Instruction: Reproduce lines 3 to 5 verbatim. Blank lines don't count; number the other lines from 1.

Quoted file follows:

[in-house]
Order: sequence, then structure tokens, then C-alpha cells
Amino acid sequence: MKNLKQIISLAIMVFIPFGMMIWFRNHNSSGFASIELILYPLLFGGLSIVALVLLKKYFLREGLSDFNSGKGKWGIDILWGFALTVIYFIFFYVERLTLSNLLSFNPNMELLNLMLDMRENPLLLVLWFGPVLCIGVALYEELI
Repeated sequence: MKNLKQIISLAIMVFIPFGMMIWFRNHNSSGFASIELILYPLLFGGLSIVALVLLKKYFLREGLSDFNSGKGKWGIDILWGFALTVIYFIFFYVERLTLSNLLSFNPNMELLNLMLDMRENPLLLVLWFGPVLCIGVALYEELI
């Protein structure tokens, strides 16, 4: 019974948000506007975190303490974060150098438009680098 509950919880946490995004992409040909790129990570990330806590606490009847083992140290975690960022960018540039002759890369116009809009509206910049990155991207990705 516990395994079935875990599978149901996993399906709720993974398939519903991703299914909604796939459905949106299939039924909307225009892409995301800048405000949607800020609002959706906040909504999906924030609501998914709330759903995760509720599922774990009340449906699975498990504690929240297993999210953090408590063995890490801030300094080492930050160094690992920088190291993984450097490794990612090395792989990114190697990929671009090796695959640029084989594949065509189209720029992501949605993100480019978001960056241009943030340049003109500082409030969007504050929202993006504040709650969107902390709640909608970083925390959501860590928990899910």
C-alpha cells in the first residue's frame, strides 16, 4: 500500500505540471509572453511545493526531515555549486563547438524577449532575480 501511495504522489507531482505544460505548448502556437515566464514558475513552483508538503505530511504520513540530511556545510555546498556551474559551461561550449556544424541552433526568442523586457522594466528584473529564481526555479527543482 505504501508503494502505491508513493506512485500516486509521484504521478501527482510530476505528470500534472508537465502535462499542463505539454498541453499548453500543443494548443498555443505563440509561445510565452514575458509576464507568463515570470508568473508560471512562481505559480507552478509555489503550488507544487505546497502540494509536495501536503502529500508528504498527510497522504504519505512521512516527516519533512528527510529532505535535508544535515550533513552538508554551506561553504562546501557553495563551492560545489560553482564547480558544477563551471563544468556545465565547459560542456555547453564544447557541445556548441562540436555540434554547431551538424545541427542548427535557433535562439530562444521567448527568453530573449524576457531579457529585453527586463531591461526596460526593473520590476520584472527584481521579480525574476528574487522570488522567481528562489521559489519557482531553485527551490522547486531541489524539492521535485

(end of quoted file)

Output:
Amino acid sequence: MKNLKQIISLAIMVFIPFGMMIWFRNHNSSGFASIELILYPLLFGGLSIVALVLLKKYFLREGLSDFNSGKGKWGIDILWGFALTVIYFIFFYVERLTLSNLLSFNPNMELLNLMLDMRENPLLLVLWFGPVLCIGVALYEELI
Repeated sequence: MKNLKQIISLAIMVFIPFGMMIWFRNHNSSGFASIELILYPLLFGGLSIVALVLLKKYFLREGLSDFNSGKGKWGIDILWGFALTVIYFIFFYVERLTLSNLLSFNPNMELLNLMLDMRENPLLLVLWFGPVLCIGVALYEELI
């Protein structure tokens, strides 16, 4: 019974948000506007975190303490974060150098438009680098 509950919880946490995004992409040909790129990570990330806590606490009847083992140290975690960022960018540039002759890369116009809009509206910049990155991207990705 516990395994079935875990599978149901996993399906709720993974398939519903991703299914909604796939459905949106299939039924909307225009892409995301800048405000949607800020609002959706906040909504999906924030609501998914709330759903995760509720599922774990009340449906699975498990504690929240297993999210953090408590063995890490801030300094080492930050160094690992920088190291993984450097490794990612090395792989990114190697990929671009090796695959640029084989594949065509189209720029992501949605993100480019978001960056241009943030340049003109500082409030969007504050929202993006504040709650969107902390709640909608970083925390959501860590928990899910």